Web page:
“Two men with attack rifles drove in from Arizona and opened fire on officers guarding the conference center in Garland.” apnews.com reports. “Both were shot dead, an officer was shot in the leg, and from the other side of the world, the Islamic State group made an unproven claim of responsibility.” The media buzz after the Texas terrorist attack was as predictable as it was predictable. All Muslims aren’t terrorists, free speech is inviolable (but you have to admit those cartoons of Muhammed were insensitive and inflammatory), we don’t know if ISIS is here and assault rifles! One aspect of the story that’s left me puzzled: how did a traffic cop with a .45 caliber GLOCK take out two bad guys with body armor and AKs? I’m thinking . . .
head shots? Nah. One head shot under stress is damn fine shooting. Two head shots is deep inside SpecOps territory. As much as our Jon Wayne Taylor has been working hard to help vets get government work, I don’t think the traffic cop was a former Ranger or suchlike. So . . .
Maybe terrorists Elton Simpson and Nadir Soofi weren’t as up-armored as the media would have you believe (to the point where MSNBC commentators were agog at the fact that you can buy this stuff online!). To its credit, CNN attempted to make strategic sense of the close-quarters combat:
“There’s no advantage for a handgun over an assault rifle,” said Dick Fairburn, a veteran law enforcement officer who is a columnist for PoliceOne.com. “An assault rifle has more distance, more accuracy, more power, more penetration.
“You cannot downplay what he did there.”
Granted, the officer likely had on some sort of protective jacket. But Tom Fuentes, a former FBI assistant director and current CNN contributor, said that the thin Kevlar vests often worn by police would be useless against an assault rifle round that “will go through that like a hot knife through butter.”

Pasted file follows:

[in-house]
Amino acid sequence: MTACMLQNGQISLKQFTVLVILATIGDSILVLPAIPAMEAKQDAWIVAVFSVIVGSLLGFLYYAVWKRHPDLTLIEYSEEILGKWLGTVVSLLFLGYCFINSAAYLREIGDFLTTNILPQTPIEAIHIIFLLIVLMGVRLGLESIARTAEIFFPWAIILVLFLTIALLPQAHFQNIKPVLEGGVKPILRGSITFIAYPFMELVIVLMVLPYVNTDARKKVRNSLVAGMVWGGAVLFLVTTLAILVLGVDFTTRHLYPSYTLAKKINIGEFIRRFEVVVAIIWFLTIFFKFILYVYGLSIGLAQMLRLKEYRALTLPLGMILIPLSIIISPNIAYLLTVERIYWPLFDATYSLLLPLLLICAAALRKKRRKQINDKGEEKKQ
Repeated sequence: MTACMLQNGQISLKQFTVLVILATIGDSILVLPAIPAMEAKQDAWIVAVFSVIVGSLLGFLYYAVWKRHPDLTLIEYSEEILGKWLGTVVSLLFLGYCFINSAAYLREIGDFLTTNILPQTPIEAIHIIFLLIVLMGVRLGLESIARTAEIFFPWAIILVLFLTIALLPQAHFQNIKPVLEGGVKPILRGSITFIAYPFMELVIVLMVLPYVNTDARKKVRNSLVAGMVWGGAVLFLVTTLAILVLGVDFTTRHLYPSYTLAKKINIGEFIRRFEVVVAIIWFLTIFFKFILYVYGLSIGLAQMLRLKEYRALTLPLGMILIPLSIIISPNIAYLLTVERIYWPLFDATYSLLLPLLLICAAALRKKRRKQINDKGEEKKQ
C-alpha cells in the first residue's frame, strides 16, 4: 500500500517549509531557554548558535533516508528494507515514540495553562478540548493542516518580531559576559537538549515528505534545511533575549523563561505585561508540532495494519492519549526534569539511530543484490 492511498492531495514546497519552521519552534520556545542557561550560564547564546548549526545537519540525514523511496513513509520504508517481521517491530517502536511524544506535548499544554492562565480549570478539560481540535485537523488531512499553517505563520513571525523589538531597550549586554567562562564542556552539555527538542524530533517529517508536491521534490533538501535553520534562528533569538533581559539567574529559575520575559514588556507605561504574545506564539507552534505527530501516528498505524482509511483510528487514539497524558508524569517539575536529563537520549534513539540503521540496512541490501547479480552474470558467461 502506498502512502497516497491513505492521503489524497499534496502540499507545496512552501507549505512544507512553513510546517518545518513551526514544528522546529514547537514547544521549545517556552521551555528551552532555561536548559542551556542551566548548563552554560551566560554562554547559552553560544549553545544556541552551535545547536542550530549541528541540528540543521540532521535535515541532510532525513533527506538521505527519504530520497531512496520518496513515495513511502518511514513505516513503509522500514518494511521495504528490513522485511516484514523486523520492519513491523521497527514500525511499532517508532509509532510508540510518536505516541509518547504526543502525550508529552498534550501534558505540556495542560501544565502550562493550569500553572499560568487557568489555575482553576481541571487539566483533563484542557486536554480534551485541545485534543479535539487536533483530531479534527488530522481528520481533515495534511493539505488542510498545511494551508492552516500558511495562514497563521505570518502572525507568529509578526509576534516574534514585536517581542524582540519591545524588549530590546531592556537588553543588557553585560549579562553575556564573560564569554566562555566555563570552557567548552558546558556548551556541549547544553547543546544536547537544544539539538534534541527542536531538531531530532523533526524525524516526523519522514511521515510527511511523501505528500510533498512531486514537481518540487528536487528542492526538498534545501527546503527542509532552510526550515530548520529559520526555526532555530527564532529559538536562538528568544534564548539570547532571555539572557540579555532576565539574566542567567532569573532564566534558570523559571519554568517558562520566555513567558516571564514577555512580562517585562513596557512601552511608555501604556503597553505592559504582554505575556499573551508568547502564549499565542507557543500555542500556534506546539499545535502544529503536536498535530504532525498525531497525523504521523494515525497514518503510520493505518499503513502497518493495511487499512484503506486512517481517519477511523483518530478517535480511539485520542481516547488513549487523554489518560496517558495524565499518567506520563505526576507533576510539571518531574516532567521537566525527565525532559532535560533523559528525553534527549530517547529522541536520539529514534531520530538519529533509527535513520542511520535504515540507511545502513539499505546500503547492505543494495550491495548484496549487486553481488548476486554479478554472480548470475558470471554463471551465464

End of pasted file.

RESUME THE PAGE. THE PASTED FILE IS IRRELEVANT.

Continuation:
The same can’t be said for bullets coming from the officer’s pistol: The attackers’ body armor likely would have blocked those.
Thus, aiming for the suspects’ torso — as officers are trained first to do, since it is their biggest possible target — is no longer an option. But still, somehow, the traffic officer managed to down both men in seconds.
“It speaks to his skill level,” Fairburn, who is a firearms trainer for law enforcement, said of the Garland officer. “In terms of weaponry, he was far outgunned. But he was far better trained.”
Maybe the huge volley of sympathetic fire from other responding officers made a head shot or two a statistical inevitability. Or again, like James Holmes, perhaps the terrorists only looked like they were wearing body armor.
Chances are we’ll never know; the authorities said they’re keeping the hero cop’s name on the down-low for, like, forever. Still, proponents of the Don’t Mess With Texas mystique and adherents of the .45 caliber über alles ballistic belief system had plenty to cheer about.
As did we all. Oh, and you do realize that the attack happened in a gun-free school zone, right? That fact somehow slipped the media’s mind. Wonder why.